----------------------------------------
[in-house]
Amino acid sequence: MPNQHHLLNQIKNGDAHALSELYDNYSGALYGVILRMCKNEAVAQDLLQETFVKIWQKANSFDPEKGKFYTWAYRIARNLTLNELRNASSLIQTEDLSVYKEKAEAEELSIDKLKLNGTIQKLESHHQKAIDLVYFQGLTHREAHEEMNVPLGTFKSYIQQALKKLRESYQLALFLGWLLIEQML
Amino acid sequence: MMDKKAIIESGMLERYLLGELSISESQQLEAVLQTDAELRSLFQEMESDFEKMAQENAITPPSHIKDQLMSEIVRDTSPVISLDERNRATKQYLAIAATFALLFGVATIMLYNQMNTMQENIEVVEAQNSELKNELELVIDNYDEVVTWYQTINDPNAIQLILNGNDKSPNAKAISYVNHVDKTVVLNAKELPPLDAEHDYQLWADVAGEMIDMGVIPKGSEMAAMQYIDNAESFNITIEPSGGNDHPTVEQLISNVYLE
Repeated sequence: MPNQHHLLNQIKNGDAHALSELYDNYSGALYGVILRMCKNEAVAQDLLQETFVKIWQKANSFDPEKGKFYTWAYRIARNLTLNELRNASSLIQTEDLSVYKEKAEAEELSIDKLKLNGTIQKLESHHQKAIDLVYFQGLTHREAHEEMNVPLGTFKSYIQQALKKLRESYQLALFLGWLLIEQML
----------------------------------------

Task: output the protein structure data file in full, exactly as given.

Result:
[in-house]
Amino acid sequence: MPNQHHLLNQIKNGDAHALSELYDNYSGALYGVILRMCKNEAVAQDLLQETFVKIWQKANSFDPEKGKFYTWAYRIARNLTLNELRNASSLIQTEDLSVYKEKAEAEELSIDKLKLNGTIQKLESHHQKAIDLVYFQGLTHREAHEEMNVPLGTFKSYIQQALKKLRESYQLALFLGWLLIEQML
Amino acid sequence: MMDKKAIIESGMLERYLLGELSISESQQLEAVLQTDAELRSLFQEMESDFEKMAQENAITPPSHIKDQLMSEIVRDTSPVISLDERNRATKQYLAIAATFALLFGVATIMLYNQMNTMQENIEVVEAQNSELKNELELVIDNYDEVVTWYQTINDPNAIQLILNGNDKSPNAKAISYVNHVDKTVVLNAKELPPLDAEHDYQLWADVAGEMIDMGVIPKGSEMAAMQYIDNAESFNITIEPSGGNDHPTVEQLISNVYLE
Repeated sequence: MPNQHHLLNQIKNGDAHALSELYDNYSGALYGVILRMCKNEAVAQDLLQETFVKIWQKANSFDPEKGKFYTWAYRIARNLTLNELRNASSLIQTEDLSVYKEKAEAEELSIDKLKLNGTIQKLESHHQKAIDLVYFQGLTHREAHEEMNVPLGTFKSYIQQALKKLRESYQLALFLGWLLIEQML